Thank you Daren. I am sending you some pages from “Surveying” by W Norman Thomas, London, 1926., that give information about the principles, use and adjustment of the box sextant. Anyone else who would like a copy of these pages for personal study please Contact me.


31 01 2012
Martin Hoskins


Really facinating webpage, I have a 1916 Box Sextant by Frankham, it looks exactly like yours. I have been using a book by Jack Case as a guide, and am producing a small notebook of his rules for taking noon readings. I was interested to see the previous message about surveying as mine unit was used by the RAF, possibly for mapping airfields ?? so I would really appreciate a glimpse at it as well please.
I was wondering about your thoughts on the safety and effectivness of the filters for a unit of this age, it has the red and green, and in addition to the peep hole it has a minute dark filter, presumably pre polorizing?

31 01 2012

The safety of shades comes up periodically, in the context of worries about ultra-violet rays penetrating to and damaging the retina. In the 1960’s there were people who gazed at the sun under the influence of drugs and whose retinas on the whole came to remarkably little harm, and of course, there was their famous predecessor, Isaac Newton. Ultra-violet rays are quite well absorbed by ordinary glass and I would take the pragmatic view that if one can view the sun comfortably, the filters are satisfactory. Polaroid had not been invented in 1916 and, though older books write about a Nicol prism being used to reduce horizon glare, I have yet to see one. From about 1938 onwards, sextants were occasionally fitted with crossed Polaroids as shades, notably the US Navy Mark II, and I have an instrument from 1967 that has them, but I find that the view of the sun is just on the edge of being too bright for comfort.


18 05 2013

Thanks Bill, I just bought this intriguing piece of craftmanship on the market today. The device has had a usefull life, judging from the wear of the paint. However it operates well. Mine is engraved “Stanley gt. Turnstile”, from wiki i read this relates to the town where Stanley was based. No serial number nor other engravings. I wonder what the date of manufacturing is. The vernier scale reads 0/10/20/30. It has a small external telescope, with a screw on cover, to protect the small lens (cover for big lens missing?). The leather case is worn, but can be repaired. All in all a nice gadget. Could you send me a copy of “Surveying”, 1925? Thanks in advance.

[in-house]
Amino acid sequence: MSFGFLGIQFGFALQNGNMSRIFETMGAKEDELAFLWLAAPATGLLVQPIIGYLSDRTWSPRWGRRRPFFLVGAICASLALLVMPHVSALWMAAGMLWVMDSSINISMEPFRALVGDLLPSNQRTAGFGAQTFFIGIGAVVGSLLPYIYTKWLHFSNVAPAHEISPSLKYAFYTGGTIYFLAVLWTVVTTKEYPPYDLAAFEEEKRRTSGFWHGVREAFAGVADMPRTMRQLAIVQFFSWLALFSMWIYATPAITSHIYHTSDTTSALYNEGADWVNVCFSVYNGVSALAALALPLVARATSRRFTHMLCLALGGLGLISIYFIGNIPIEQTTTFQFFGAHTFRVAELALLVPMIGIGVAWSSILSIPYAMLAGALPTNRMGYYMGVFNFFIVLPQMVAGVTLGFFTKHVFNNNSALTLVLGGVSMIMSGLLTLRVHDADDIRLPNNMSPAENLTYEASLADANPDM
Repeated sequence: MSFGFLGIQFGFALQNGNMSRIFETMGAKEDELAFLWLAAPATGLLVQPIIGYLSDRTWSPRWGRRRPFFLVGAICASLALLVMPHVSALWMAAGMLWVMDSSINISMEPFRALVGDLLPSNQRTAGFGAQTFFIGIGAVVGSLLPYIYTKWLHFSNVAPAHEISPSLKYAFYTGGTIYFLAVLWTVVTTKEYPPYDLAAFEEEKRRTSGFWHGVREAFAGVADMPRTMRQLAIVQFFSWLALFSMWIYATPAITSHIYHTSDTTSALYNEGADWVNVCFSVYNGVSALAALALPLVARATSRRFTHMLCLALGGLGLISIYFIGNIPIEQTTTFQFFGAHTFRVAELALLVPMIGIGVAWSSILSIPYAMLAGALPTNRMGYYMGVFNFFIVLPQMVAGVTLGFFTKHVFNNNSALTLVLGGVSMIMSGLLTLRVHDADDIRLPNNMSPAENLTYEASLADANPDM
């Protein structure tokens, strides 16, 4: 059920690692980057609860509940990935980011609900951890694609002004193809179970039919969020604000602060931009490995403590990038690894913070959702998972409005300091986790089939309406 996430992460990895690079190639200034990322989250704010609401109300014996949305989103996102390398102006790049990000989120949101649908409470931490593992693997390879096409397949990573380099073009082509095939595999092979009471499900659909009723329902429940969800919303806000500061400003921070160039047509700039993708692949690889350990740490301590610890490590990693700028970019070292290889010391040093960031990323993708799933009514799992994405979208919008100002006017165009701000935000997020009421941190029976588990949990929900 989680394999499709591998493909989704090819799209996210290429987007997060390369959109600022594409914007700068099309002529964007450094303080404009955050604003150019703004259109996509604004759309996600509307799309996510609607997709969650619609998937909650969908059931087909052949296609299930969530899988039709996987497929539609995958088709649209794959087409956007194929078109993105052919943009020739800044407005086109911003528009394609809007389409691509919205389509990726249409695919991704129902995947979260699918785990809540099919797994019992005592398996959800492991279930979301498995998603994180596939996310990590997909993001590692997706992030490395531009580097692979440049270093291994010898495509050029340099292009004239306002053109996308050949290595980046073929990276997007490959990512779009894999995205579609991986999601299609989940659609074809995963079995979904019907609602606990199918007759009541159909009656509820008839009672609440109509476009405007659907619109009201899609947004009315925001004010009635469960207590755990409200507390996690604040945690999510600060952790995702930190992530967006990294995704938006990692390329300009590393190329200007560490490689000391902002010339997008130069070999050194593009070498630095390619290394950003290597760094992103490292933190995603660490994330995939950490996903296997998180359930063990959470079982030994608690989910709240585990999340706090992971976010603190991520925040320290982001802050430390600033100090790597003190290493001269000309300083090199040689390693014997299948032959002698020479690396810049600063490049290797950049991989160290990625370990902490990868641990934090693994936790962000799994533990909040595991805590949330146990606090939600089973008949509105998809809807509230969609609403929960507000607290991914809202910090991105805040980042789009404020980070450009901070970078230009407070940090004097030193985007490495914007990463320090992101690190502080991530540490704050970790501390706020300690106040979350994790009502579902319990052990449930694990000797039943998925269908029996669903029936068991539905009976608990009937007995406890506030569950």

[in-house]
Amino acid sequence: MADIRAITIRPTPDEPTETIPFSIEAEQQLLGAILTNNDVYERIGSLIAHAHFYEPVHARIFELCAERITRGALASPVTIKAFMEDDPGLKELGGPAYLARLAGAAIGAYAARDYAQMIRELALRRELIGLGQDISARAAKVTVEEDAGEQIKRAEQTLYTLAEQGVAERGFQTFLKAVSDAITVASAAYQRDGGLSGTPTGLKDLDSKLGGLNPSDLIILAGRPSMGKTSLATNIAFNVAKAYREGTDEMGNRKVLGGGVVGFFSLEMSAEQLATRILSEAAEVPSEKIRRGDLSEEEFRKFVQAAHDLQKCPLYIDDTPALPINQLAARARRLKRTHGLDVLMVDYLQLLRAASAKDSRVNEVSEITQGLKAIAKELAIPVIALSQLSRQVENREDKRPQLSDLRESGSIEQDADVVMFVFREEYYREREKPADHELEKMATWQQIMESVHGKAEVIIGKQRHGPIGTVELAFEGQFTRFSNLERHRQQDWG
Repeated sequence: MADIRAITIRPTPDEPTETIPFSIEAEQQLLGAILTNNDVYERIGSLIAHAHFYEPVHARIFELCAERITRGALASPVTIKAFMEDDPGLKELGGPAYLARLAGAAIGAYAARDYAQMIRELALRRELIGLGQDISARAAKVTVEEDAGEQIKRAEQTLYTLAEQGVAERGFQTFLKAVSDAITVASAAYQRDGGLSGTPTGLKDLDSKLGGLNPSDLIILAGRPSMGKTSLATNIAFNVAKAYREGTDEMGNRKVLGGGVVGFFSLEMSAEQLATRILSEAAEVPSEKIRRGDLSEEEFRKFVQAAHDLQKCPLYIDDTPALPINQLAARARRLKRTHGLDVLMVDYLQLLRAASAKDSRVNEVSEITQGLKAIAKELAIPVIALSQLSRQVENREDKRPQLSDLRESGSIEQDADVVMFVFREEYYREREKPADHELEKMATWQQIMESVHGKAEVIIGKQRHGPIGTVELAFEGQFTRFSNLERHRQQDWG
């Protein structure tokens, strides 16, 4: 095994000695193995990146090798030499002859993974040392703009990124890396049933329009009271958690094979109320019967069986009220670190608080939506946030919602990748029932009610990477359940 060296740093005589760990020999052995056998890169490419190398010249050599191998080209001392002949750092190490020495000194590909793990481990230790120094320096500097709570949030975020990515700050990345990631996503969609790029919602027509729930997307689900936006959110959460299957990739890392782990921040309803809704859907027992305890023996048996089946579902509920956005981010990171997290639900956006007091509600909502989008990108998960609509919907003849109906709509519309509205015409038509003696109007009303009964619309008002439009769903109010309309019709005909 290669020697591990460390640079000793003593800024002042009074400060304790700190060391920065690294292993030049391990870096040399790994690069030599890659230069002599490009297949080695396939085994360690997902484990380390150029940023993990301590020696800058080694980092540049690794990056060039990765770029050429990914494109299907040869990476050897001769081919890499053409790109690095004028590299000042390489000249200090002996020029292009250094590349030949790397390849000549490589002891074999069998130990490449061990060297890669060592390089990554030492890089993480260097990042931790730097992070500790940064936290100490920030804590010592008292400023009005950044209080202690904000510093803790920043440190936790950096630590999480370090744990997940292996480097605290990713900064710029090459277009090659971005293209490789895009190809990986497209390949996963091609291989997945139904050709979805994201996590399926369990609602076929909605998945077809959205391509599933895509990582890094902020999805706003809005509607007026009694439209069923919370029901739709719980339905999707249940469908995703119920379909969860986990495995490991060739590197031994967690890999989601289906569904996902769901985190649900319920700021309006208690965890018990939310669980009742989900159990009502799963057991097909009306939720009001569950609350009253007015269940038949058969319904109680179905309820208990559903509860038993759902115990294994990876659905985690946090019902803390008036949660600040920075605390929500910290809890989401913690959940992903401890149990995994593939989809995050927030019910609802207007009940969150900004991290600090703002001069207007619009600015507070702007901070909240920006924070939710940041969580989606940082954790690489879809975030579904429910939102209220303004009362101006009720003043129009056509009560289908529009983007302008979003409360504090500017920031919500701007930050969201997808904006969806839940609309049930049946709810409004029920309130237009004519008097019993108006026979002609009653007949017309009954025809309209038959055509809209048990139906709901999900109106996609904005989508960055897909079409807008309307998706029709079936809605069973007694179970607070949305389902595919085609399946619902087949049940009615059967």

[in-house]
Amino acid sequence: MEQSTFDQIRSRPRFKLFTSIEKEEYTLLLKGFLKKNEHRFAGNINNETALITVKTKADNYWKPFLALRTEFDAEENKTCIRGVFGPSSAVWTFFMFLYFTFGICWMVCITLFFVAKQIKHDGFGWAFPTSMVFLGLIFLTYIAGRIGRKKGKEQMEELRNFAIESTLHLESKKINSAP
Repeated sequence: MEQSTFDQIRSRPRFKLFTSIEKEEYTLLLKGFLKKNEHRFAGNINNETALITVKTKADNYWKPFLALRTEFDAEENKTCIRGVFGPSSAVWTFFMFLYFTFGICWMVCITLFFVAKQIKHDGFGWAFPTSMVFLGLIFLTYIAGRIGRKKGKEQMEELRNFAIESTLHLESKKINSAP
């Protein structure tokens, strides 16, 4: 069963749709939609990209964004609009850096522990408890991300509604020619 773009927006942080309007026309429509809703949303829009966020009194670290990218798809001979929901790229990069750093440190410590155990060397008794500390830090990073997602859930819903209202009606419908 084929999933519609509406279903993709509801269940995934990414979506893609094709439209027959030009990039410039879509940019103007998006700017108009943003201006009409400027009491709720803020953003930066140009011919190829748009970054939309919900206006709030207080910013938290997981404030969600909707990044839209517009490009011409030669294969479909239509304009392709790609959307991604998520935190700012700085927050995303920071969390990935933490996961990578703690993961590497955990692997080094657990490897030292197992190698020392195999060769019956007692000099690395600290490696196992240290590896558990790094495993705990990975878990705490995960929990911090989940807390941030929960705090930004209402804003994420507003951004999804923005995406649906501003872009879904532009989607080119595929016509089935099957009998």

18 05 2013

Thanks Bill, I just bought this intriguing piece of craftmanship on the market today. The device has had a usefull life, judging from the wear of the paint. However it operates well. Mine is engraved “Stanley gt. Turnstile”, from wiki i read this relates to the town where Stanley was based. No serial number nor other engravings. I wonder what the date of manufacturing is. The vernier scale reads 0/10/20/30. It has a small external telescope, with a screw on cover, to protect the small lens (cover for big lens missing?). The leather case is worn, but can be repaired. All in all a nice gadget. Could you send me a copy of “Surveying”, 1925? Thanks in advance.

20 05 2013

I am away from home at the moment. Would you please send me a reminder about the pages from “surveying” in about a weeks time?


25 11 2013

Are their drawings available for any of the older box sextants? I would love to try to reproduce one.

13 04 2014
Mike Gmoser

Great article. Just purchased Hobbs and will hope to communicate with you on its genuineness and function.

27 10 2014
Richard Paselk

Hi Bill, to add to your history, the box sextant was first described by William Jones in 1797 and is often attributed to him as inventor. I have provided a pdf of his description linked to a description of a box sextant in my collection. You can find the description at: http://www2.humboldt.edu/scimus/AvH_HSU_Centenial%20Exhibit/Box_Sextant/BoxSextant.htm
The link to Jones is in the first paragraph below the photo of the sextant.

Thanks for your continuing work on sextants! I treasure both your sextant book and your chronometer book as terrific contributions to the literature on both instruments.


Rich Paselk

16 04 2015
Tony Cousins

What great information i have an almost identical fully working box sextant. not sure when i acquired it. Once upon a time i worked with the Ordnance Survey revising the inch to one mile maps of the UK..
My one however has the maker as “T.A.R.S. & W”
B 986
With a an upward pointing arrow underneath not just ^ i also have a good case with slightlly damaged strap.